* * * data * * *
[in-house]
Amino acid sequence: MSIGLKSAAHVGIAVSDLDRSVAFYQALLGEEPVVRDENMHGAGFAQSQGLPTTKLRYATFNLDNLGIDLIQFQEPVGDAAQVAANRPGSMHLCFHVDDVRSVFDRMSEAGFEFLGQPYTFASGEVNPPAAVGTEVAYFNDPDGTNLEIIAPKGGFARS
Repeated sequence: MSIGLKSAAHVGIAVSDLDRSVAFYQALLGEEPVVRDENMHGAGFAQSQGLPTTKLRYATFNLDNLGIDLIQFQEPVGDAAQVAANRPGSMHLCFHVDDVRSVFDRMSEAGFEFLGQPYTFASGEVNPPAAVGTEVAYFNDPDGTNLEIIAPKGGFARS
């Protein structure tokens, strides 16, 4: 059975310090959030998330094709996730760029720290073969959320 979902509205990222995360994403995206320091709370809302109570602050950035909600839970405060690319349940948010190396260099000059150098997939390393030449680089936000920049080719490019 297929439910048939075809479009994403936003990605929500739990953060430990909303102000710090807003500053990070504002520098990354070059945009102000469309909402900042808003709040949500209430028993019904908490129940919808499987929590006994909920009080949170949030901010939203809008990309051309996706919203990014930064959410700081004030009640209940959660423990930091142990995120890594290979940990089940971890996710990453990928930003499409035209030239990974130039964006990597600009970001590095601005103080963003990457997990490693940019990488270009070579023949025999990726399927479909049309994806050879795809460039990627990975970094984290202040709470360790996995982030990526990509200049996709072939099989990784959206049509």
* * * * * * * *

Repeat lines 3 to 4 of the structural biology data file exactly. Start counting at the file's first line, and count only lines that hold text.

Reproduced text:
Repeated sequence: MSIGLKSAAHVGIAVSDLDRSVAFYQALLGEEPVVRDENMHGAGFAQSQGLPTTKLRYATFNLDNLGIDLIQFQEPVGDAAQVAANRPGSMHLCFHVDDVRSVFDRMSEAGFEFLGQPYTFASGEVNPPAAVGTEVAYFNDPDGTNLEIIAPKGGFARS
């Protein structure tokens, strides 16, 4: 059975310090959030998330094709996730760029720290073969959320 979902509205990222995360994403995206320091709370809302109570602050950035909600839970405060690319349940948010190396260099000059150098997939390393030449680089936000920049080719490019 297929439910048939075809479009994403936003990605929500739990953060430990909303102000710090807003500053990070504002520098990354070059945009102000469309909402900042808003709040949500209430028993019904908490129940919808499987929590006994909920009080949170949030901010939203809008990309051309996706919203990014930064959410700081004030009640209940959660423990930091142990995120890594290979940990089940971890996710990453990928930003499409035209030239990974130039964006990597600009970001590095601005103080963003990457997990490693940019990488270009070579023949025999990726399927479909049309994806050879795809460039990627990975970094984290202040709470360790996995982030990526990509200049996709072939099989990784959206049509």